$$\dot{\omega_k^M}(t)=\eta^M\left(\dot{\mathbf{x}}(t)-\hat{\mathbf{f}}(\mathbf{x}(t),\mathbf{u}(t))\right)b_k\left(\mathbf{x}(t),\mathbf{u}(t)\right)$$

Now you will note that the weights $$\omega_k^M$$ are vectors, since the difference $$\dot{\mathbf{x}}(t)-\hat{\mathbf{f}}(\mathbf{x}(t),\mathbf{u}(t))$$ is a difference of elements of $$\mathbb{R}^n$$ and we are assuming the $$b_k$$ are scalars. I do not know if this is correct and there is very little explanation given in this part of the paper.

Any help understanding the dimensions of these objects would be appreciated.

Edit 1: For some additional information that may be helpful for the deduction of the dimensions involved, the weights $$\omega_k^A$$ in equation (33) are updated by the following equation:

$$\dot{\omega}_i^A = \eta^A \delta(t) \mathbf{n}(t) \frac{\partial \mathbf{A}(\mathbf{x}(t);\mathbf{w}^A)}{\partial \omega_i^A}\tag{20}$$

where $$\eta^A$$ and $$\delta(t)$$ are definitely scalars.

As a further note, I pointed out above (and they specifically state in the paper) that $$\mathbf{w}^A$$ is a "parameter vector" so I would be surprised if $$\omega_k^A$$ in (33) is a vector too. However, they say almost nothing about (35), so there I'm less sure.

Overall your understanding of dimensions here is correct. The function $$a_k(\mathbf{x})$$ measures the exponential of the negative squared Euclidean distance between the input state $$x$$ and the center $$c_k$$, and then weighted by $$s_k$$ of the $$k$$-th basis function. Then the normalized scalar $$b_k(\mathbf{x})$$ is a value between $$0$$ and $$1$$, representing the contribution or activation of the $$k$$-th basis function in a normalized way.
This type of function is commonly used in radial basis function (RBF) networks, where Gaussian-like functions centered at specific points are combined to form a basis for approximating a target function. The $$b_k(\mathbf{x})$$ functions are often interpreted as activation functions for the input state or stacked with action as joint input representation, determining how much influence each basis function has at a given input representation.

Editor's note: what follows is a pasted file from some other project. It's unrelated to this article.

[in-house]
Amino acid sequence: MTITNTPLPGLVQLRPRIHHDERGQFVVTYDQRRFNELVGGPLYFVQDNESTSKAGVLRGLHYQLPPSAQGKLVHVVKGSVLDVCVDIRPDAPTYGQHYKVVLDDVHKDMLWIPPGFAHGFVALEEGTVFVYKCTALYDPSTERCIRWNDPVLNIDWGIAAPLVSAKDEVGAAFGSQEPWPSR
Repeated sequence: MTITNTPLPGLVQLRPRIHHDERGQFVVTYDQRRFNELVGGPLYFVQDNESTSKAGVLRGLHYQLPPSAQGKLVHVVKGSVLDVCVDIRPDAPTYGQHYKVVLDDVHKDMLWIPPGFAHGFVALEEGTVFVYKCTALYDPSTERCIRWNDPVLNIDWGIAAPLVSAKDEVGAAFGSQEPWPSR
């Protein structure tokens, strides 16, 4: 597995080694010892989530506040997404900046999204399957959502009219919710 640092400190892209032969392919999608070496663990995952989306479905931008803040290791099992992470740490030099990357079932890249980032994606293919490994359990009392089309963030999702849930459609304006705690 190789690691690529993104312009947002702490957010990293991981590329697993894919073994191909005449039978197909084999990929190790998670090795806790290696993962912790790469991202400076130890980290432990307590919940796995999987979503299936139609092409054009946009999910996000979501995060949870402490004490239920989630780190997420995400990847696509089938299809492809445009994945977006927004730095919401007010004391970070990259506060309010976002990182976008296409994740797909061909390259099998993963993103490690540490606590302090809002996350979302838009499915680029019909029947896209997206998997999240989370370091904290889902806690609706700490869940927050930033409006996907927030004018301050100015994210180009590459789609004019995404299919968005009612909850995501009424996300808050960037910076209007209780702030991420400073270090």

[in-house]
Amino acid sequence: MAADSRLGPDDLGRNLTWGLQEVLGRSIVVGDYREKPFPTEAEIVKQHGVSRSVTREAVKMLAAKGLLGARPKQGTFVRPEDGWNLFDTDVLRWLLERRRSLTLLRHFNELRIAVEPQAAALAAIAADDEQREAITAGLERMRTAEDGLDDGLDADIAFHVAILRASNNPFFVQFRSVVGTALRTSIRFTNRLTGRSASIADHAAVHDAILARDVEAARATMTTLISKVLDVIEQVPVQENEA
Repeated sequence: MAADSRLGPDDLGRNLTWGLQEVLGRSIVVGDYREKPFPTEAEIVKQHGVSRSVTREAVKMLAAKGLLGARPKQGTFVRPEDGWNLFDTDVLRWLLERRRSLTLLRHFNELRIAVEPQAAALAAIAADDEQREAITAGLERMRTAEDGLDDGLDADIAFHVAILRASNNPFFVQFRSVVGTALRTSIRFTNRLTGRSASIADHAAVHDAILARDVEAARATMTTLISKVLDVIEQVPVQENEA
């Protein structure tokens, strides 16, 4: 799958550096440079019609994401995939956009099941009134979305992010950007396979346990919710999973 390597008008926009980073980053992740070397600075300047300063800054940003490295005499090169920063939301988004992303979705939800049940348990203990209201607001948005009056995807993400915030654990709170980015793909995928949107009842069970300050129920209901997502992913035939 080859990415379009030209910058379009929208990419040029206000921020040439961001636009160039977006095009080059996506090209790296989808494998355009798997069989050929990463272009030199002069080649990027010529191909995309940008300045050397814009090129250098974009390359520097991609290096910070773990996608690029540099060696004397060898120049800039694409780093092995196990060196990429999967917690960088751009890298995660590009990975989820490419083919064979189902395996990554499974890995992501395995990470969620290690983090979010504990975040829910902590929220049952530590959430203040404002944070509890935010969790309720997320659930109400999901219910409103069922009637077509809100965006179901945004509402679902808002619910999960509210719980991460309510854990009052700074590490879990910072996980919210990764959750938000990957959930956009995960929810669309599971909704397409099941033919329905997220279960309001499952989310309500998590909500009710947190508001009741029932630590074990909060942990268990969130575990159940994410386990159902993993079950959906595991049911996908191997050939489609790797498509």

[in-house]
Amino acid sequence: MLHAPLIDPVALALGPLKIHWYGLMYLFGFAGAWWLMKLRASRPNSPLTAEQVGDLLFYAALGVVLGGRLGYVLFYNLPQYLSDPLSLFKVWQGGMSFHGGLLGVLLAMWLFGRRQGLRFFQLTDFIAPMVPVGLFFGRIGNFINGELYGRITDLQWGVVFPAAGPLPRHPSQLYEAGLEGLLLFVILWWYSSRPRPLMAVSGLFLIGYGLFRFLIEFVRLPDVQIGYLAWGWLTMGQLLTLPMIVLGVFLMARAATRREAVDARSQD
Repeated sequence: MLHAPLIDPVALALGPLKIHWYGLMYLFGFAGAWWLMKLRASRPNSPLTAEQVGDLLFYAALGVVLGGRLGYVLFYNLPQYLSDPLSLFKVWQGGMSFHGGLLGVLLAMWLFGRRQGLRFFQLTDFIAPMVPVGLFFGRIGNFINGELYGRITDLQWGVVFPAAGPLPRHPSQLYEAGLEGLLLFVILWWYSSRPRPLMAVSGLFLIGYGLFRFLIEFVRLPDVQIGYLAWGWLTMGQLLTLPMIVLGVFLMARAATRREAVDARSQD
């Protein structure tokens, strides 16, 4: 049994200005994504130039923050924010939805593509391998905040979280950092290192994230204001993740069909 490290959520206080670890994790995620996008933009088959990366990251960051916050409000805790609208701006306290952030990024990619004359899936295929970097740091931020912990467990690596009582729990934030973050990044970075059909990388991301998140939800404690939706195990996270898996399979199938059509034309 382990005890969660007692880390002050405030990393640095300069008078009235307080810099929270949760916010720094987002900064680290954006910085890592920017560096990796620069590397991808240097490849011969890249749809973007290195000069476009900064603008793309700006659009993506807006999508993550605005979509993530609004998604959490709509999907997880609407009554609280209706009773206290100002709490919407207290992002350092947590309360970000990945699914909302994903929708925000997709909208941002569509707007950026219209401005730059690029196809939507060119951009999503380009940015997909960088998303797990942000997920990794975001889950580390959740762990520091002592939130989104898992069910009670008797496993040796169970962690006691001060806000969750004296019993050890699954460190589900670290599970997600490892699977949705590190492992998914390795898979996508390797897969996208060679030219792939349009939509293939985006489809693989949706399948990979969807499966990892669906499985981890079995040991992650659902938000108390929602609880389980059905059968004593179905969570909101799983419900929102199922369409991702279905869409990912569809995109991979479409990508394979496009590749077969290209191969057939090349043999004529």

Further clarification based on your comment question, indeed here's a little messy and the authors were not clear enough assuming readers already have much background in HJB equations of classical physics and optimal control theory, you can further review the linked reference of HJB equation. As clearly defined in (32) here they're using linear function approximation thus the summations in both (33) & (35) express the usual inner product of the parameter vector and the basis vector $$[b_1,...,b_k]$$. But notice value function is scalar thus the parameters $$ω_k$$ in (32) is interpreted as usual which has no upper right superscript if you take minute notice, however, the parameters in (33) & (35) have superscript $$A,M$$, respectively. So as you rightly concerned to make dimension match with their LHS, their parameters should be construed as matrix multiplication with their respective basis vector $$[b_1(x),...,b_k(x)],[b_1(x,u),...,b_k(x,u)]$$ instead of simply inner product producing a scaler.
• Thank you @cinch for your reply and clarification! I am still confused however, on how the scalar value in (33) could then be added to the vector valued $\mathbf{n}(t)$? If the answer is that $\omega_k^A$ is a vector, then I have included an edit at the bottom where I would like to then ask what that expression would mean? If that is not the answer then don't worry about that. Thank you! Mar 5 at 14:52
• As clearly defined in (32) here's linear function approximation thus the summations in both (33) & (35) express the usual inner product of the parameter vector and the basis vector $[b_1,...,b_k]$. But notice value function is scalar thus the parameters $\omega_k$ in (32) has no upper right superscript interpreted as usual. But the parameters in (33) & (35) have superscript $A,M$, respectively. So as you rightly concerned to make dimension match with LHS, their parameters should be treated as matrix multiplication with their respective basis vector $[b_1(x),...,b_k(x)],[b_1(x,u),...,b_k(x,u)]$ Mar 6 at 5:54